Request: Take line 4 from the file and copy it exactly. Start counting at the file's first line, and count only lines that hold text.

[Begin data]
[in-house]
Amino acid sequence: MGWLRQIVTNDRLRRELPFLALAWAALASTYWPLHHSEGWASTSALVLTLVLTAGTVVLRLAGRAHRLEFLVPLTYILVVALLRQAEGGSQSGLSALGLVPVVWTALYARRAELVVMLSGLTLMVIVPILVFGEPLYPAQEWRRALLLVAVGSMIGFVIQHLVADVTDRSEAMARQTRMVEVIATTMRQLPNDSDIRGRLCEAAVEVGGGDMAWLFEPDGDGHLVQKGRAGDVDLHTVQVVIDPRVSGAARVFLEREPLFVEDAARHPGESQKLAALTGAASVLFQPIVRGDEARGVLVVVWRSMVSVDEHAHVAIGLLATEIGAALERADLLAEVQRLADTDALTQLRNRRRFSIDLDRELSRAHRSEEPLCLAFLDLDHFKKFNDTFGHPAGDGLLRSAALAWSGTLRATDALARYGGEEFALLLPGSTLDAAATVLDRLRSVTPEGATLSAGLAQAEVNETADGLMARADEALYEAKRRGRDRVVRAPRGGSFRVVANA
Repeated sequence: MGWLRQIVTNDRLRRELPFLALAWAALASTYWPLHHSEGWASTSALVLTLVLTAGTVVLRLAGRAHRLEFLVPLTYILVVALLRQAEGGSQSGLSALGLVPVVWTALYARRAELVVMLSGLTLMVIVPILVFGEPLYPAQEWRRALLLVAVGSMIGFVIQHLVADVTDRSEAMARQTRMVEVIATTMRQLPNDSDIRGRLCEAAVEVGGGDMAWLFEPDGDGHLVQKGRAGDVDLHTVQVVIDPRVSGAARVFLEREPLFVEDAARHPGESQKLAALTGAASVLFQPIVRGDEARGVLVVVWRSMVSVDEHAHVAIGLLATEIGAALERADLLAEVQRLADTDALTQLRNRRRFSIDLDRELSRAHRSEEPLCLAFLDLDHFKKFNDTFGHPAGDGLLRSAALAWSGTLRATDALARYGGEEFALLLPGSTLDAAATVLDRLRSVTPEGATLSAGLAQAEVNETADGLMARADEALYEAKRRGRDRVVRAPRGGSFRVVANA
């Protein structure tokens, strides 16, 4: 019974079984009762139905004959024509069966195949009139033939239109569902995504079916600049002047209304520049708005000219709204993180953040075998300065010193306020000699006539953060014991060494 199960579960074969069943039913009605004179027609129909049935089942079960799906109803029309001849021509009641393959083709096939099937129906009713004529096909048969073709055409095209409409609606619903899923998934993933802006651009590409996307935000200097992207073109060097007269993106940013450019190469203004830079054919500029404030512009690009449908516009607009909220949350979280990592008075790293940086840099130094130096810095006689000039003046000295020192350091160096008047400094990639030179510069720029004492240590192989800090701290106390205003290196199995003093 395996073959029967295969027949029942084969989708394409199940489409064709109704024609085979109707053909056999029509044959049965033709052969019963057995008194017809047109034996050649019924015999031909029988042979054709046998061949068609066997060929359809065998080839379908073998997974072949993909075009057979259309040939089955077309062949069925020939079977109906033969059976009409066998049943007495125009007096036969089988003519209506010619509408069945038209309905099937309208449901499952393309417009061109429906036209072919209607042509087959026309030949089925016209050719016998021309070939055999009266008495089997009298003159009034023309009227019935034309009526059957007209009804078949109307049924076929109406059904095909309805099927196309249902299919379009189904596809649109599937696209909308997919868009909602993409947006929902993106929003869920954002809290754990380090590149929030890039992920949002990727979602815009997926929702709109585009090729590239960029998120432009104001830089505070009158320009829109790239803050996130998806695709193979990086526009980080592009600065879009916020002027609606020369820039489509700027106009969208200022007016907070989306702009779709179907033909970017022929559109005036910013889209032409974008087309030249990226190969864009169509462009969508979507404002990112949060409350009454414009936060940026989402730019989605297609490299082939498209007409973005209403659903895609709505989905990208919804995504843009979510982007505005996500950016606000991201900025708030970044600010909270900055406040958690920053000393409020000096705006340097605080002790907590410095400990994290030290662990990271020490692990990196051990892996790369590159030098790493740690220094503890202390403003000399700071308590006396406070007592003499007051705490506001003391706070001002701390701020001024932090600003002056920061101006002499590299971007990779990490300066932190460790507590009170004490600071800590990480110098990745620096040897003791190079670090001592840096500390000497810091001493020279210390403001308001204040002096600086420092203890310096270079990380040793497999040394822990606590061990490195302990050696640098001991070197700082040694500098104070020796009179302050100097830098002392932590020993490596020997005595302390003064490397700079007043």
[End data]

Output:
């Protein structure tokens, strides 16, 4: 019974079984009762139905004959024509069966195949009139033939239109569902995504079916600049002047209304520049708005000219709204993180953040075998300065010193306020000699006539953060014991060494 199960579960074969069943039913009605004179027609129909049935089942079960799906109803029309001849021509009641393959083709096939099937129906009713004529096909048969073709055409095209409409609606619903899923998934993933802006651009590409996307935000200097992207073109060097007269993106940013450019190469203004830079054919500029404030512009690009449908516009607009909220949350979280990592008075790293940086840099130094130096810095006689000039003046000295020192350091160096008047400094990639030179510069720029004492240590192989800090701290106390205003290196199995003093 395996073959029967295969027949029942084969989708394409199940489409064709109704024609085979109707053909056999029509044959049965033709052969019963057995008194017809047109034996050649019924015999031909029988042979054709046998061949068609066997060929359809065998080839379908073998997974072949993909075009057979259309040939089955077309062949069925020939079977109906033969059976009409066998049943007495125009007096036969089988003519209506010619509408069945038209309905099937309208449901499952393309417009061109429906036209072919209607042509087959026309030949089925016209050719016998021309070939055999009266008495089997009298003159009034023309009227019935034309009526059957007209009804078949109307049924076929109406059904095909309805099927196309249902299919379009189904596809649109599937696209909308997919868009909602993409947006929902993106929003869920954002809290754990380090590149929030890039992920949002990727979602815009997926929702709109585009090729590239960029998120432009104001830089505070009158320009829109790239803050996130998806695709193979990086526009980080592009600065879009916020002027609606020369820039489509700027106009969208200022007016907070989306702009779709179907033909970017022929559109005036910013889209032409974008087309030249990226190969864009169509462009969508979507404002990112949060409350009454414009936060940026989402730019989605297609490299082939498209007409973005209403659903895609709505989905990208919804995504843009979510982007505005996500950016606000991201900025708030970044600010909270900055406040958690920053000393409020000096705006340097605080002790907590410095400990994290030290662990990271020490692990990196051990892996790369590159030098790493740690220094503890202390403003000399700071308590006396406070007592003499007051705490506001003391706070001002701390701020001024932090600003002056920061101006002499590299971007990779990490300066932190460790507590009170004490600071800590990480110098990745620096040897003791190079670090001592840096500390000497810091001493020279210390403001308001204040002096600086420092203890310096270079990380040793497999040394822990606590061990490195302990050696640098001991070197700082040694500098104070020796009179302050100097830098002392932590020993490596020997005595302390003064490397700079007043």